Democrat Mike McWherter says a burst of television advertising that will start before early voting should boost his so-far underdog effort against Republican gubernatorial rival Bill Haslam.
But some say it will be tough for McWherter at this point to take down the well-funded Haslam, who since the Aug. 5 primary has largely reigned supreme in television and radio advertising.
McWherter said last week that will change before early voting begins a week from Wednesday.
"We have prepared for that and we want to make sure that we're getting our message out before early voting starts," McWherter said.
Haslam has a "gazillion dollars," McWherter said. "We can't match him dollar for dollar so we are targeting our resources."
He said voters are only now focusing on the governor's race.
Haslam led McWherter, 55 percent to 24 percent in the latest poll, conducted last month by Nashville television station WSMV-TV's market-research firm, Crawford Johnson & Northcott.
The poll of 600 registered voters said 19 percent were undecided. The margin of error was plus or minus 4 percentage points.
"We're comfortable where we are, and we wouldn't trade places with anybody," Haslam spokesman David Smith said.
An Aug. 9 survey by independent pollster Rasmussen Reports of likely voters found Haslam with 56 percent support and McWherter with 31 percent. Ten percent were undecided.
McWherter expressed surprise over the polls.
"I think Bill Haslam has spent somewhere north of $12 million [over course of the campaign]. It's amazing to me that having spent so much money there is still such a large amount of undecided vote out there as there is," he said.
* Today: Last day to register to vote in November election
* Oct. 13-28: Early voting
* Nov. 2: Election Day
Source: Tennessee Division of Elections
"Apparently, there is a push-back to Bill Haslam, to his wealth and the finances he is not disclosing. As we get our message out there talking about job creation and talking about education I think we will present a very clear alternative."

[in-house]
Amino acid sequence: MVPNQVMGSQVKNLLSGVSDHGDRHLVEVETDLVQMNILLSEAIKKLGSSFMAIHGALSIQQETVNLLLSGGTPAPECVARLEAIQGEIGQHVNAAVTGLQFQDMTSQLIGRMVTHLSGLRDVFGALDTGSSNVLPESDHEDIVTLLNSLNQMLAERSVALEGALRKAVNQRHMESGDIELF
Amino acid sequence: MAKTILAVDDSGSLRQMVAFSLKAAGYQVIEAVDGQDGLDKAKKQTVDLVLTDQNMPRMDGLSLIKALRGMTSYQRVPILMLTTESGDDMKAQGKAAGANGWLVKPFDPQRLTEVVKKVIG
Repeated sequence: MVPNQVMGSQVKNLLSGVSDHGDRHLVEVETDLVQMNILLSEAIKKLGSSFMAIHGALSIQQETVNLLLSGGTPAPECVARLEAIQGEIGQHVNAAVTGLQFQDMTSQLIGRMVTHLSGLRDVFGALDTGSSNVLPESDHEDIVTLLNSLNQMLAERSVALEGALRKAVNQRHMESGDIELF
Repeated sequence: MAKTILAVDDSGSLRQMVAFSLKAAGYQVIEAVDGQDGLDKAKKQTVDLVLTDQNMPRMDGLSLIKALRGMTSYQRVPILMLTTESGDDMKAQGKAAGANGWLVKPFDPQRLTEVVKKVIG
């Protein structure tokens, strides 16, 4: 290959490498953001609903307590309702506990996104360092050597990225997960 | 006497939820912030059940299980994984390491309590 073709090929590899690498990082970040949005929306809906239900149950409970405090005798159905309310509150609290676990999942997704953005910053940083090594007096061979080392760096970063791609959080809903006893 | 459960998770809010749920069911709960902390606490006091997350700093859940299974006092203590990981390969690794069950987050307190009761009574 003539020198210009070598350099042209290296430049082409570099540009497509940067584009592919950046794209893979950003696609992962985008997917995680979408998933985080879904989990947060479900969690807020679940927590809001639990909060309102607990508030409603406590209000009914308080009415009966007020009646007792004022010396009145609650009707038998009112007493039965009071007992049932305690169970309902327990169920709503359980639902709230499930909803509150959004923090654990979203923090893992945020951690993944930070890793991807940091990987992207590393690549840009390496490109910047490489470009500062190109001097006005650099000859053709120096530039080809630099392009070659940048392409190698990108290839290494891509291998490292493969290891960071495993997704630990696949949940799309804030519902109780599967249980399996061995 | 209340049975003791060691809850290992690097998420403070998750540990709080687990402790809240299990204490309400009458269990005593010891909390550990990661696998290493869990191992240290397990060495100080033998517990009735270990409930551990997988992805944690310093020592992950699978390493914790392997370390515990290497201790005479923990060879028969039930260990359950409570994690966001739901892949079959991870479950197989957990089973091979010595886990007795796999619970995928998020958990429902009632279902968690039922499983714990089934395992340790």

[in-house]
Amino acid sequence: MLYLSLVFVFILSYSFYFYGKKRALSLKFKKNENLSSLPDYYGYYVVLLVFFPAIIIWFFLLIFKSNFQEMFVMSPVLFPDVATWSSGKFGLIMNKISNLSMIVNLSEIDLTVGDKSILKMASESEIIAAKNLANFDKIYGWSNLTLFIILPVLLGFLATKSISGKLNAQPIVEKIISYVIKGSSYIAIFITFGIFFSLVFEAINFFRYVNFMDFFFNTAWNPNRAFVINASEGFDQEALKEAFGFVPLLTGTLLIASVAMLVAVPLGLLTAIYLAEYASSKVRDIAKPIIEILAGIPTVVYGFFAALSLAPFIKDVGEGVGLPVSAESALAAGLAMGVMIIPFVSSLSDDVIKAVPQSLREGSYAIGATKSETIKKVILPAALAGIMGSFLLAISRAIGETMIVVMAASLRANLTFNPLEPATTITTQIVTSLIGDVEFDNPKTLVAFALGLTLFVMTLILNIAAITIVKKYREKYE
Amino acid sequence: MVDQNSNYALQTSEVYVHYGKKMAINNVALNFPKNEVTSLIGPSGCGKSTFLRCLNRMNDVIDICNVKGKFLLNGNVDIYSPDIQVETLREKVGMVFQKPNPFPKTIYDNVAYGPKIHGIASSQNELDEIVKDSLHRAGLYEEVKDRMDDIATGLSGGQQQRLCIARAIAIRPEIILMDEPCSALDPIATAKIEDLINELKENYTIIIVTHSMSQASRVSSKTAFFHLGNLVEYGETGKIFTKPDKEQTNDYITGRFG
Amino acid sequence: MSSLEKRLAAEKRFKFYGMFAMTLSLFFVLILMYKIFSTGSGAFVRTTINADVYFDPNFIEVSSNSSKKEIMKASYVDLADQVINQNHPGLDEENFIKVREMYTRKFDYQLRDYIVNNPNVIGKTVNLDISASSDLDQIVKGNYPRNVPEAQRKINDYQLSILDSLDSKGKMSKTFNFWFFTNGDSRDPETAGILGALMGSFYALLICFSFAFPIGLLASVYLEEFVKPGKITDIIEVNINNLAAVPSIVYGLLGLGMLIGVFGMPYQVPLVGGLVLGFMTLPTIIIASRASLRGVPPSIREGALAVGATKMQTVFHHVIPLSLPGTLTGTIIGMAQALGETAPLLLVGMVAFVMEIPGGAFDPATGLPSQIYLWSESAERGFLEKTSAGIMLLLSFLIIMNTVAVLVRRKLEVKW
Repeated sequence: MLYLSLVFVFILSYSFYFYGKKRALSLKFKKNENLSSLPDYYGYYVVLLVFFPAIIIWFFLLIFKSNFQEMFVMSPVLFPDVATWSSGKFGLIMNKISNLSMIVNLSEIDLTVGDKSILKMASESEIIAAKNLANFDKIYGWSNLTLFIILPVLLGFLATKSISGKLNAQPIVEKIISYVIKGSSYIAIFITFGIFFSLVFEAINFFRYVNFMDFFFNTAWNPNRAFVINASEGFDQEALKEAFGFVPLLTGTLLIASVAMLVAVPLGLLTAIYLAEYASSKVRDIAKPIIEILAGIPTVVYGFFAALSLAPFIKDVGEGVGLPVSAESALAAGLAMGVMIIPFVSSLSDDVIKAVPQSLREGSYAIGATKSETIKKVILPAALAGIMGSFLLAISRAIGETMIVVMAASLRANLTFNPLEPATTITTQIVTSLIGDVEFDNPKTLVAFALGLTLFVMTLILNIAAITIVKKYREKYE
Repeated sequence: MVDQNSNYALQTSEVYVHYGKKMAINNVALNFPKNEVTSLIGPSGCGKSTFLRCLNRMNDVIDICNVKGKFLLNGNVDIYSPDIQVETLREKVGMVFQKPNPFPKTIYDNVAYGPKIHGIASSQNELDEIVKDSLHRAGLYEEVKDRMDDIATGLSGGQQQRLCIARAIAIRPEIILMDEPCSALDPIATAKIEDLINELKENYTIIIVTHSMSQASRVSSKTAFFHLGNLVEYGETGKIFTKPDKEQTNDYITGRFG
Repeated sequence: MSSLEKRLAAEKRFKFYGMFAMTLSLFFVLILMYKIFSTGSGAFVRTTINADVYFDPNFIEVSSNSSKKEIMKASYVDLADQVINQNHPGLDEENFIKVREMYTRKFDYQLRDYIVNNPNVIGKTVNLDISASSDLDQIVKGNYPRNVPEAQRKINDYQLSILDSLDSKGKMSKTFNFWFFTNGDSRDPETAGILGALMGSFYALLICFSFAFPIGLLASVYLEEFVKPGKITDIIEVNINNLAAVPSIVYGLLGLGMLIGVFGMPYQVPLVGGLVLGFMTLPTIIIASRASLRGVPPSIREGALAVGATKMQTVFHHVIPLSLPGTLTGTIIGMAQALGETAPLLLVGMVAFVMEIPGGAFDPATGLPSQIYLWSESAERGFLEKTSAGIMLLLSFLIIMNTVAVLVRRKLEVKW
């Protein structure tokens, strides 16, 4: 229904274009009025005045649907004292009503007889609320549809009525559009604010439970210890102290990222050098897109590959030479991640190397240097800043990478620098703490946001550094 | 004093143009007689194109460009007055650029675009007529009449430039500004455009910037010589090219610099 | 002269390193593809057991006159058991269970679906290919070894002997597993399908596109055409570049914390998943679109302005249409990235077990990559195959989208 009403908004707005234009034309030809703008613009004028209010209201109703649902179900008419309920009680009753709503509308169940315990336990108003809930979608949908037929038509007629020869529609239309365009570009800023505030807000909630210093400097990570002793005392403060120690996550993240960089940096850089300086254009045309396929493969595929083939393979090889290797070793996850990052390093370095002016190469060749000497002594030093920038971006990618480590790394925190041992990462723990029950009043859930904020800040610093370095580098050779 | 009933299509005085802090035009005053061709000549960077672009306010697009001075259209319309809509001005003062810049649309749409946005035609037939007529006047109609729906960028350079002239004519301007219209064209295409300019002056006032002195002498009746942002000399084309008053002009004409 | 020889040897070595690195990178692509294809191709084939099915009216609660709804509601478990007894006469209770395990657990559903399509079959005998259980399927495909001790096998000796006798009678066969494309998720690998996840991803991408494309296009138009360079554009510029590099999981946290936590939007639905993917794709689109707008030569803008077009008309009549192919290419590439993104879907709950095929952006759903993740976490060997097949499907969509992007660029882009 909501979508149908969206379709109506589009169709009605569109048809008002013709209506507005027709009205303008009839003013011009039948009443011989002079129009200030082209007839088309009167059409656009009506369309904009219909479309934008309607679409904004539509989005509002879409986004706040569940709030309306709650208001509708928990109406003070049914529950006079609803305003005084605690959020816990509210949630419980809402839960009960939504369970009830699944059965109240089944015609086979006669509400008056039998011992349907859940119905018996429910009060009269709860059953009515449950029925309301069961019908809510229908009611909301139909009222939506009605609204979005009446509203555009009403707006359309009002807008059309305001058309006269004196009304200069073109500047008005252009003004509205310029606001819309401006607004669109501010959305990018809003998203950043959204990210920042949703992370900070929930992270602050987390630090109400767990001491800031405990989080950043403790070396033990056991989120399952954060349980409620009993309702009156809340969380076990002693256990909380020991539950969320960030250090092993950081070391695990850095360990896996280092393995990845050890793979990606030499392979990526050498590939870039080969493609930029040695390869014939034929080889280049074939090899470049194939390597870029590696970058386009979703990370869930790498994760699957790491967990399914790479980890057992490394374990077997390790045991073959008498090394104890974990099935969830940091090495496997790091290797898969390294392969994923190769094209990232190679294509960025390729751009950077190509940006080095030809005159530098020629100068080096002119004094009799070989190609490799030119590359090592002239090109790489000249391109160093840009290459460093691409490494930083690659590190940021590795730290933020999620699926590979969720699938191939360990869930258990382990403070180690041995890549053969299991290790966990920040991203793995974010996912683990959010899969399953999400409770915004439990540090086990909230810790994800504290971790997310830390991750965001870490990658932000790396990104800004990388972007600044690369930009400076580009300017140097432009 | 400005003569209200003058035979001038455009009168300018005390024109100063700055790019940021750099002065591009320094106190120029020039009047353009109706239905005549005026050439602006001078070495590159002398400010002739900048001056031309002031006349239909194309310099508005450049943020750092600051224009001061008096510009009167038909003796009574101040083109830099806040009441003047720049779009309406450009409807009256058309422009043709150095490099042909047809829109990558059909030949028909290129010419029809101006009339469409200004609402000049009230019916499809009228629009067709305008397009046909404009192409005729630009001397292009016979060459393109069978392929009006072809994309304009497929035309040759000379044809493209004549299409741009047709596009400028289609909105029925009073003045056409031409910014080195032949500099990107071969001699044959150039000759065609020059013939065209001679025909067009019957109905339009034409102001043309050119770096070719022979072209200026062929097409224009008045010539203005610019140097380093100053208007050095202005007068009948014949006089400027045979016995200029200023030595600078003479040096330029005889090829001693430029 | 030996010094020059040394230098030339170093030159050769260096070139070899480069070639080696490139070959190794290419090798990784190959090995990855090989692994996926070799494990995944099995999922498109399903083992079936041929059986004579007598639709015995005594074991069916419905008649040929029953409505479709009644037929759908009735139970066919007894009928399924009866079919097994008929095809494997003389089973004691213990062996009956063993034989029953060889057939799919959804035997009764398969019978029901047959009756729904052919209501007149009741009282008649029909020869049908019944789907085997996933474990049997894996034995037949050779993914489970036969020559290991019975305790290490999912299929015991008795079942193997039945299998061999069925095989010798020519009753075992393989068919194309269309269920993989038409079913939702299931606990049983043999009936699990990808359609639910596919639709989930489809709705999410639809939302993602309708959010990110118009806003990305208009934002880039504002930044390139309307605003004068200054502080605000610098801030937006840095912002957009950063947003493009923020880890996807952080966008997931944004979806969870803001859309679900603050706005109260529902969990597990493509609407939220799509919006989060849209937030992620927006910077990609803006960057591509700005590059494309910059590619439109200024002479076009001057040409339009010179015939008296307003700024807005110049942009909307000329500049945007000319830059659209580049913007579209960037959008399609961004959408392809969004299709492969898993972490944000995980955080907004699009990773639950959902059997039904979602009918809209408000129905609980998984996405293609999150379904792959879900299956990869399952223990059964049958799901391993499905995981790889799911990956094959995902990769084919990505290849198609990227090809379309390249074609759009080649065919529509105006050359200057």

Haslam's race to lose
Some independent experts say McWherter has a tough row to hoe in order to win.
The Rothenberg Report, a Washington-based, nonpartisan newsletter that follows federal and gubernatorial races, rates the Tennessee contest as "currently safe Republican."
"I think the only person who can defeat Haslam right now is Haslam," said Rothenberg political editor Nathan L. Gonzales. "I don't think there's anything McWherter can do to change the dynamic of the race."
Gonzales said it is a "very difficult year" for Democrats nationally. In a Republican-leaning state such as Tennessee, "Haslam is in a good position to take advantage of a good opportunity," he said.
Vanderbilt University political science professor Bruce Oppenheimer said Republicans enjoy about a 10 percent advantage in statewide contests.
"There's little out there to convince me at this time that Mcwherter has done things to change the calculus," Oppenheimer said. "He needs to do something to shift the fundamentals of the race, and if he can't do that that, it's all over. In your [news media] lingo, he's got to do something to shake things up."
Aiming for a rebound
McWherter declined to say what he will spend to turn things around.
"We have several fundraisers set up in the month of October so I really don't know," he said. "I've committed funds to this race, and I will commit whatever funds are necessary personally to win this race."
The Jackson, Tenn., beer distributor and son of former Gov. Ned McWherter has already put at least $1 million into this campaign. He had raised about $1.6 million as of July 26, according to his campaign disclosures.
Haslam has put in at least $1.5 million and had raised another $9.4 million, according to his disclosures. Haslam's family-owned Pilot Corp. owns a majority share of Pilot Travel Centers LLC, the nation's largest chain of truck stops.
McWherter has released his federal income tax returns and has repeatedly attacked Haslam for refusing to do so. Haslam also won't say what his share of Pilot is or how much income he makes from a company that had $16 billion in revenues during 2008.
The two are set to square off Thursday in Knoxville for the second of three televised debates.
Tennessee Democratic Party Chairman Chip Forrester said that as early voting approaches, "Mike will be up with an ample amount of paid advertising to communicate this message."
Tennessee Republican Party Chairman Chris Devaney said McWherter has had trouble "from the get-go" raising money and getting grass-roots support. He said Haslam "not only has strong appeal among Republicans but with conservative Democrats and independents across the state."